Paralympics / London 2012 / Hawking, Pistorius open festivities at biggest competition in Games history
Wheelchair-bound physicist Stephen Hawking and South Africa's "Blade Runner" Oscar Pistorius were among the luminaries on hand for the opening.
LONDON - Wheelchair-bound physicist Stephen Hawking and South Africa's "Blade Runner" Oscar Pistorius were among the luminaries on hand for the opening Wednesday night of the biggest Paralympics in the 11-day competition's history.
Hard on the heels of the hard-act-to-follow London 2012 Olympics, the Paralympics got off to a rousing start with dancers, fireworks and near sold-out ticket sales for competitions to be held in the same Olympics park venues.
Hawking, diagnosed with motor neurone disease at the age of 21 and told in 1963 he had two years to live, began the ceremony by reading from the stage.
"Look up at the stars and not down at your feet. Be curious," Hawking said from his wheelchair, speaking through his famous computerised voice system for communication.
The London Paralympics will host the highest number of athletes since their official birth in 1960 at the Rome Games, with 4,280 athletes representing over 160 nations compared to 400 participants from 23 countries in the Italian capital. Pistorius, who became the first double amputee to compete in the Olympics earlier this month, told a news conference ahead of the Paralympics he had seen a "shift" in interest toward disabled sport.
The rising interest has been reflected in ticket sales, 2.4 million of the available 2.5 million have been sold, a record number while the remaining 100,000 will be released in batches of 10,000 each day.
Over 50 percent of the tickets were 10 pounds ($15.83 ) or less, added Olympic and Paralympic organizers LOCOG.
"Up to 2004 I didn't know much about Paralympics. The biggest turnout we had was maybe 20,000. Usually around 7,000 a day," said Pistorius, who runs using carbon-fiber prosthetic blades after he was born without a fibula in both legs.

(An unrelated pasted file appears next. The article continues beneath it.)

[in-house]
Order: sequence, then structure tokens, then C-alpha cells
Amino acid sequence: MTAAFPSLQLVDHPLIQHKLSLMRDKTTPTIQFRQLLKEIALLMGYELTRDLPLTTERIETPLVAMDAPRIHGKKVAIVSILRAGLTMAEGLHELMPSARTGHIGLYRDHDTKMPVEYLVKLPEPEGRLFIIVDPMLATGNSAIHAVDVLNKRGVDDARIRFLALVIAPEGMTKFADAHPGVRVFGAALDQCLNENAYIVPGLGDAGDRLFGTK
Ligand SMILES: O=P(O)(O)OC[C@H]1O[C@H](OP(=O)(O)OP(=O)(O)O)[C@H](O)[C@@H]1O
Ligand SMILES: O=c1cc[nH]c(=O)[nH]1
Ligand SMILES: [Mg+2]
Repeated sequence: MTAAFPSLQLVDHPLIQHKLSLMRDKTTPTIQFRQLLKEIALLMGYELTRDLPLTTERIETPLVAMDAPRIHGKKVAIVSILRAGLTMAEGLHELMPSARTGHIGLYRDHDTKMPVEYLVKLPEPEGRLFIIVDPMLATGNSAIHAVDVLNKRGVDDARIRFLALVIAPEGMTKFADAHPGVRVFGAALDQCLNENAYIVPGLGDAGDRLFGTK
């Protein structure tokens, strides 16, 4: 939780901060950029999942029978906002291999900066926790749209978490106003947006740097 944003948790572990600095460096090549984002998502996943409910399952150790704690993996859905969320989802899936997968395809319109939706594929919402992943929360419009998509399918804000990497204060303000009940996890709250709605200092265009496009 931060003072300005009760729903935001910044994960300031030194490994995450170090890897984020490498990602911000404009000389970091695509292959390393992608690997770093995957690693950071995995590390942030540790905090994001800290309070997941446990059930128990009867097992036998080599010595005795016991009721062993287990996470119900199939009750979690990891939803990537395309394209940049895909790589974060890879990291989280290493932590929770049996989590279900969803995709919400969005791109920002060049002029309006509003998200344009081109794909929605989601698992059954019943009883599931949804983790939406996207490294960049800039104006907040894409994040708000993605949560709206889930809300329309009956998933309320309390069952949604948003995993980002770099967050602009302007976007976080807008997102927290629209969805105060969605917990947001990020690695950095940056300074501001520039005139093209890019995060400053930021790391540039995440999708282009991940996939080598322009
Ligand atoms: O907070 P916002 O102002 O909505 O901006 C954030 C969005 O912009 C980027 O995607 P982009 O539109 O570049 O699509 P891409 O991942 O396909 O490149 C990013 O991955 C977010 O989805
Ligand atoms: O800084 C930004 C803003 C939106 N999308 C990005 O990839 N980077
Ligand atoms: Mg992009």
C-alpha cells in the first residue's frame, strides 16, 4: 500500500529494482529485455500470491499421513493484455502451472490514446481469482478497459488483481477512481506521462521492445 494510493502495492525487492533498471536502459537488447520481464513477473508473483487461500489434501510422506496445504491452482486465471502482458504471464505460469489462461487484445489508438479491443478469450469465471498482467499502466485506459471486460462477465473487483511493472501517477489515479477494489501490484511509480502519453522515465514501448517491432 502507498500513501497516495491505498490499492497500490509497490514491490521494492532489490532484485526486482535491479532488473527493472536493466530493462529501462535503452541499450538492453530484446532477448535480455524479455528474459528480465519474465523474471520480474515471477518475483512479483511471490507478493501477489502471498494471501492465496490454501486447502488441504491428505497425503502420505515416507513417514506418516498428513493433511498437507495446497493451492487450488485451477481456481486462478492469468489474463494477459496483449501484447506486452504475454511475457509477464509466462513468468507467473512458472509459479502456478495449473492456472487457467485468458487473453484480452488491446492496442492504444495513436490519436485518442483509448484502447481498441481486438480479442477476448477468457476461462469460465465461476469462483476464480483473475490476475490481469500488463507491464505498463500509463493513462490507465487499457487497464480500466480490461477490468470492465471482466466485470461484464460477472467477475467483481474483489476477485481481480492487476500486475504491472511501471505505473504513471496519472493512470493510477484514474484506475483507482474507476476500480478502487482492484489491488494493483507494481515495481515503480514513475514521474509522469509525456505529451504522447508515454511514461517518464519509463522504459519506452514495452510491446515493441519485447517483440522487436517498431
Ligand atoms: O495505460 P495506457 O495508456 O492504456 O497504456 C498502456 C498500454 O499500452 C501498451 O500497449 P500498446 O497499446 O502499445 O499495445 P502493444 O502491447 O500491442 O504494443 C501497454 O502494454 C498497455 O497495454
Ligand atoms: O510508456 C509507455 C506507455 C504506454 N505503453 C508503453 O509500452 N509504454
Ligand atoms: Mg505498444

"The U.K. deal with disability in a really amazing way. There are a lot of people who don't focus on the disability anymore, they focus on the athletes' abilities. They're treated as elite sportsmen and women," the 25-year-old Pistorius added.
In scenes like those which gripped the world during the July 27 opening extravaganza at the Olympic Stadium in east London, a similarly inspiring and breathtaking show left the 80,000 fans and millions of TV viewers breathless from the start.
The Paralympics were conceived at the 1948 London Olympics by German neurologist Ludwig Guttmann, who had opened a spinal injuries center at Stoke Mandeville in England for injured World War Two soldiers. On the day of the opening ceremony in 1948, Guttmann held the first archery competition for wheelchair athletes.
Those competing in London this time round believe the "homecoming" will be incredible.
"I think London is going to be the tipping point. I think London will take the Paralympics to a point where it has never been before," American single amputee sprinter Jerome Singleton, who did not know about the Paralympics until 2006, told Reuters.
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